irreproducibility in itself was not the problem—rather, it was its extent
Sociologists of science have consistently identified “public recognition” as scientists’ primary motivating factor. … The nature of scientific motivation is also evident in scientific reward systems.
In the culture of modern science, it is better to be wrong than to be second.
To make the desire for recognition compatible aligned with prioritizing good science, we need quality metrics that are independent of sociological norms. Above all, objective quality should be based on the concept of independent replication: A finding would not be accepted as true unless it is independently verified.
An estimated 720 million shells were fired during the Great War, with approximately 12 million failing to detonate. At places like Verdun, the artillery barrages were so overwhelming, 150 shells hit every square meter of the battlefield.
Though the Zone Rouge started at some 460 square miles in size, cleanup efforts reduced it to around 65 square miles. With such massive amounts of explosives left in the ground, the French government estimates the current rate of removal will clear the battlefields between 300 and 900 years from now.
How the US came to have three major strategic nuclear platforms, and why it started calling them a “triad.”
The redundancy was a hedge: the goal was to pick the top two of the programs and cancel the rest. Instead, Sputnik happened. In the resulting political environment, Eisenhower felt he had to put into production and deployment all six of them — even though some were demonstrably not as technically sound as others (Thor and Polaris, in their first incarnations, were fraught with major technical problems). This feeling that he was pushed by the times (and by Congress, and the services, and so on) towards an increasingly foolish level of weapons production is part of what is reflected in Eisenhower’s famous 1961 warning about the powerful force of the “military-industrial complex.”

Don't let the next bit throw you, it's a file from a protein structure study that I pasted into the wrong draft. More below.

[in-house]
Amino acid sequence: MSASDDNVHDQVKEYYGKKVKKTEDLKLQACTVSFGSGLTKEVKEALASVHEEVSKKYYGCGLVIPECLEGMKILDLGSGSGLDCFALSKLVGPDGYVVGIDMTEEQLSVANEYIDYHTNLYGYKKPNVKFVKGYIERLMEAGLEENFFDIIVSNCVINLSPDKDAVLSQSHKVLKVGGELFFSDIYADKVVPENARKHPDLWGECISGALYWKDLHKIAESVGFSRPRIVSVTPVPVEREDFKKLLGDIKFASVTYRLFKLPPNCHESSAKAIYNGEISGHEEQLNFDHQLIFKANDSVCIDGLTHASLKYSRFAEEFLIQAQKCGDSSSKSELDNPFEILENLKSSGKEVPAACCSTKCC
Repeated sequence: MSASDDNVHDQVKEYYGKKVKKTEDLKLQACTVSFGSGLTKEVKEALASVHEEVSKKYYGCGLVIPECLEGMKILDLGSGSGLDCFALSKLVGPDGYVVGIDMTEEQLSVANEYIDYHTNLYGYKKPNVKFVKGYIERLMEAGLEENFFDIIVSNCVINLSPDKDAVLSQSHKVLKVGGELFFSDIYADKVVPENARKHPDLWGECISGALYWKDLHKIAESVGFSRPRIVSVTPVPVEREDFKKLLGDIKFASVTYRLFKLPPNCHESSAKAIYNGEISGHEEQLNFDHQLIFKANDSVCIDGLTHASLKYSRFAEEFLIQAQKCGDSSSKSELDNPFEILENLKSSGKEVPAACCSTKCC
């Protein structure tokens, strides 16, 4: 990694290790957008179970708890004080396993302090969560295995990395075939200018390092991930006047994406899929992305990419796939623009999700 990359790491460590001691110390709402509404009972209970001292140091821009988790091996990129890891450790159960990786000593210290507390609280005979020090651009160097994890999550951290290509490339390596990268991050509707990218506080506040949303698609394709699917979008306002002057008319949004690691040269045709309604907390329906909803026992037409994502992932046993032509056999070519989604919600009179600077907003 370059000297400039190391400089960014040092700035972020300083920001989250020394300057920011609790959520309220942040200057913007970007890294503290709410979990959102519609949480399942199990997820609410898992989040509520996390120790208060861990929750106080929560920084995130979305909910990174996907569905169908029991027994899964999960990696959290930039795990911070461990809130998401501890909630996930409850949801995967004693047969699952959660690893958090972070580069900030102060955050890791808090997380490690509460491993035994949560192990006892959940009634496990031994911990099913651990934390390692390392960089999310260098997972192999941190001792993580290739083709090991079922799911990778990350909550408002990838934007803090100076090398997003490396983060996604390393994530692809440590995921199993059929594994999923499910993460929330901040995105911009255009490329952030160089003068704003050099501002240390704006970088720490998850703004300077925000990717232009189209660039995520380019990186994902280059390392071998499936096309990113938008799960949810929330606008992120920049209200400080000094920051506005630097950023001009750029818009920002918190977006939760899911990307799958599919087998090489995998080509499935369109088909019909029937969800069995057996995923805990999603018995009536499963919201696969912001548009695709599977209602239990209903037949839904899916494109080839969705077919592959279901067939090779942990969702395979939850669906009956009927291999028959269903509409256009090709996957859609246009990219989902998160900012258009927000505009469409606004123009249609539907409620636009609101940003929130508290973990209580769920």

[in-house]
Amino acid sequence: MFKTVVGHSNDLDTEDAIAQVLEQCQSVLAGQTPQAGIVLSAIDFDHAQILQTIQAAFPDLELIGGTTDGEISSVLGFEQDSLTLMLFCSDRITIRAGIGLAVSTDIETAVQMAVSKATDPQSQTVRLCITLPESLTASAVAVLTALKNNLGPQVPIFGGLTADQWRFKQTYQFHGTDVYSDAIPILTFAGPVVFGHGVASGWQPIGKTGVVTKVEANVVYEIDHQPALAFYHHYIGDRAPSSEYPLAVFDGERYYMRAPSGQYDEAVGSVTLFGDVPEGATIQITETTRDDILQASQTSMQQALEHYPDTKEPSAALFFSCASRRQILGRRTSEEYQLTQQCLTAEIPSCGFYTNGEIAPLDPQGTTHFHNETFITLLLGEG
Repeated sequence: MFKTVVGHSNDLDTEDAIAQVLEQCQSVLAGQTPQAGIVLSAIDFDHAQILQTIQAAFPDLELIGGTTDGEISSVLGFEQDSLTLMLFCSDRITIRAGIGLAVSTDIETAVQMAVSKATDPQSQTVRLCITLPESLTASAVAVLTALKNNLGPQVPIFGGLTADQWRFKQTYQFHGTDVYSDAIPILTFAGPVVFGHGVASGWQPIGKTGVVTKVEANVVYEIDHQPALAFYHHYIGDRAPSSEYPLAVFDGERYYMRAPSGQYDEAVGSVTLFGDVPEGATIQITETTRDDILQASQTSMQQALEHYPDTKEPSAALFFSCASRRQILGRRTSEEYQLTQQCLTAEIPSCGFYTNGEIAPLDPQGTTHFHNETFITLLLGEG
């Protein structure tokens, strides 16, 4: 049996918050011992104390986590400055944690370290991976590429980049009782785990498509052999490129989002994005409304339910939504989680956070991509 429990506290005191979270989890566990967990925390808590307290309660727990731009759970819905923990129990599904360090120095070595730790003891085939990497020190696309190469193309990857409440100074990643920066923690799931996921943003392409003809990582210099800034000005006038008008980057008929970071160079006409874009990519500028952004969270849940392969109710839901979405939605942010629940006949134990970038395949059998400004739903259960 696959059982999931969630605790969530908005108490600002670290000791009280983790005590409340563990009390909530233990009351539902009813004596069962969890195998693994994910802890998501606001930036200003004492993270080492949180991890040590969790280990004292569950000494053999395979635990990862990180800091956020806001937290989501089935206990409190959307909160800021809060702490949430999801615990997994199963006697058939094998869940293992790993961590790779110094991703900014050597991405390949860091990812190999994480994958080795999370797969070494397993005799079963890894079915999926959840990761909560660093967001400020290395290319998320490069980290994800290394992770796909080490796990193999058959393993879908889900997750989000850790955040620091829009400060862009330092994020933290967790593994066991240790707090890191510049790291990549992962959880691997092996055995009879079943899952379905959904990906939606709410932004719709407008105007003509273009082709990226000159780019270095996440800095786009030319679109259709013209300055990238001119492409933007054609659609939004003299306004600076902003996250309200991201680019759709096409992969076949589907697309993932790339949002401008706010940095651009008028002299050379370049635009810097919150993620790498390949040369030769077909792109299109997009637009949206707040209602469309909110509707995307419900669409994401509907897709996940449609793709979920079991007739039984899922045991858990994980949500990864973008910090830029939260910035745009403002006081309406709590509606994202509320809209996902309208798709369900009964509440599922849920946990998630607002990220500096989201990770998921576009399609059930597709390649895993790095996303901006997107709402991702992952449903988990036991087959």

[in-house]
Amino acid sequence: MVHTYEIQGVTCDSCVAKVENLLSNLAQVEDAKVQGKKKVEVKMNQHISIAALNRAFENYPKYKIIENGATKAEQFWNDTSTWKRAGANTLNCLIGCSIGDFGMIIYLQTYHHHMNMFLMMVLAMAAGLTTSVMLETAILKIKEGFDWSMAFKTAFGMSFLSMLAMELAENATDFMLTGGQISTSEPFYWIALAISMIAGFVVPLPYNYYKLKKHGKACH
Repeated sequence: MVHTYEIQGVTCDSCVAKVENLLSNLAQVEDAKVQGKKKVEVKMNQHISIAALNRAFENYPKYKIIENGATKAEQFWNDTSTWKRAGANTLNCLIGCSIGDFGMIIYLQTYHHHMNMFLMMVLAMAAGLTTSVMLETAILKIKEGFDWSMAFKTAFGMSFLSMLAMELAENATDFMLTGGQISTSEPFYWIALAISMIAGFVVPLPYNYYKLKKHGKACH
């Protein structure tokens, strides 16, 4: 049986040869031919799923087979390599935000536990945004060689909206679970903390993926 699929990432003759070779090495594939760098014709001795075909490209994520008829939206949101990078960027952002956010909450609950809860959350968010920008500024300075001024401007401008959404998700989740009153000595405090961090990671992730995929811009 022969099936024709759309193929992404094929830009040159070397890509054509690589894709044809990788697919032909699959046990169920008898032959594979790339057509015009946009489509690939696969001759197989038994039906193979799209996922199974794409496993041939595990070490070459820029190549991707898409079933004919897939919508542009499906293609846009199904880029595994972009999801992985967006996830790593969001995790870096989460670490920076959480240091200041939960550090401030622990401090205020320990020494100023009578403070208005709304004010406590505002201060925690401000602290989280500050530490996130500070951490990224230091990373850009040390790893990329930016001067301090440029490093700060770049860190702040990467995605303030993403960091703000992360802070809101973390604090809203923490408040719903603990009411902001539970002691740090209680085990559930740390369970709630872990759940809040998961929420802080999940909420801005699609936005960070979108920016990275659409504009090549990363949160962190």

What I find interesting about the “triad” concept — and what it leaves out — is that it is ostensibly focused on technologies and strategies, but it seems non-coincidentally to be primarily concerning itself with infrastructure. The triad technologies each require heavy investments in bases, in personnel, in jobs. They aren’t weapons so much as they they are organizations that maintain weapons. Which is probably why you have to defend them: they are expensive.
According to one estimate, the various long-term cultural foot-dragging about ballistic missiles in the United States delayed the country from acquiring the technology for six years. Which puts Sputnik into perspective.
This week, Robert Plomin, professor of behavioral genetics at King’s College London, published a paper showing that a child’s educational success can be predicted by their genes. Genetic data from 20,000 DNA variants across several genes collectively account for 10% of the differences in children’s educational achievement age 16. At the most extreme ends of this genetic variation is an entire exam grade difference—from A to B grade for those with the highest polygenic score, to B to C grade for those with the lowest.
Against odds of a hundred billion to one, we stand today as perhaps the only technological civilization in the galaxy. After three and a half billion years of evolution, we are alive at the very moment when we have the intellect and capability to do something remarkable – to remake the galaxy into a home for earthly life and mankind. We stand on the brink of colonizing the stars. Whether we succeed or fail depends on us.
Brett Frischmann, professor at Cardozo law school, and Evan Selinger, philosophy professor at Rochester Institute of Technology, argue that we need an inverse Turing Test to determine to what extent humans are becoming indistinguishable from machines.
The Left’s enthusiastic embrace of these tropes and rhetoric props up the narrative that, for a woman to have reached the upper echelons of power in her field, she could only have done so through depravity and deception.
As sewbots threaten Asia’s sweatshops, we need to decide who will benefit from automation
This isn’t an entirely bad news story: the South Asian garment industry is dangerous and underpaid, and replacing humans with robots will reduce the labor inputs (and hence the price) of things that we all need — clothes and shoes.
But obviously, that will leave a hell of a lot of people in the region without any jobs. This presents two problems: first, how will they live; and second, who will buy the things that robots make if all the benefits of automation accrue to an ever-dwindling group of people who own robots?